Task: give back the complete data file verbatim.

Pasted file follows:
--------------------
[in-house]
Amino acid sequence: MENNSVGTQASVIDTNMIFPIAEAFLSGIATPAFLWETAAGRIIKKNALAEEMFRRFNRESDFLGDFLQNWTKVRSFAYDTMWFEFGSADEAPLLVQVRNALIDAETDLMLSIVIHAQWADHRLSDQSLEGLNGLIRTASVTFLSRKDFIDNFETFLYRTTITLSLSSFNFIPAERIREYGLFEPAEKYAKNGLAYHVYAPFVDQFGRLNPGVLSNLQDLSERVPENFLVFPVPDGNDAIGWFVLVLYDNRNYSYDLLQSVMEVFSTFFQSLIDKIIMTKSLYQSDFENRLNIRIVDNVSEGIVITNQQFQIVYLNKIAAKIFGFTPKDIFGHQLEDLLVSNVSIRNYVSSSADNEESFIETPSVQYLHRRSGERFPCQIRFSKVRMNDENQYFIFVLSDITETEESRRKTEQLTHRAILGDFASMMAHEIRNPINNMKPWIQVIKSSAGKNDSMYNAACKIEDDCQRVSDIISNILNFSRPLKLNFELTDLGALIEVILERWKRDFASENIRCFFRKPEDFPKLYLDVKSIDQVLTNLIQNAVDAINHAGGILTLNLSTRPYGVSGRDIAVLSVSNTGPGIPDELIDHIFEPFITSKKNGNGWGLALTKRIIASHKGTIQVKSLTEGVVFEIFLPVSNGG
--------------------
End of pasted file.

[in-house]
Amino acid sequence: MENNSVGTQASVIDTNMIFPIAEAFLSGIATPAFLWETAAGRIIKKNALAEEMFRRFNRESDFLGDFLQNWTKVRSFAYDTMWFEFGSADEAPLLVQVRNALIDAETDLMLSIVIHAQWADHRLSDQSLEGLNGLIRTASVTFLSRKDFIDNFETFLYRTTITLSLSSFNFIPAERIREYGLFEPAEKYAKNGLAYHVYAPFVDQFGRLNPGVLSNLQDLSERVPENFLVFPVPDGNDAIGWFVLVLYDNRNYSYDLLQSVMEVFSTFFQSLIDKIIMTKSLYQSDFENRLNIRIVDNVSEGIVITNQQFQIVYLNKIAAKIFGFTPKDIFGHQLEDLLVSNVSIRNYVSSSADNEESFIETPSVQYLHRRSGERFPCQIRFSKVRMNDENQYFIFVLSDITETEESRRKTEQLTHRAILGDFASMMAHEIRNPINNMKPWIQVIKSSAGKNDSMYNAACKIEDDCQRVSDIISNILNFSRPLKLNFELTDLGALIEVILERWKRDFASENIRCFFRKPEDFPKLYLDVKSIDQVLTNLIQNAVDAINHAGGILTLNLSTRPYGVSGRDIAVLSVSNTGPGIPDELIDHIFEPFITSKKNGNGWGLALTKRIIASHKGTIQVKSLTEGVVFEIFLPVSNGG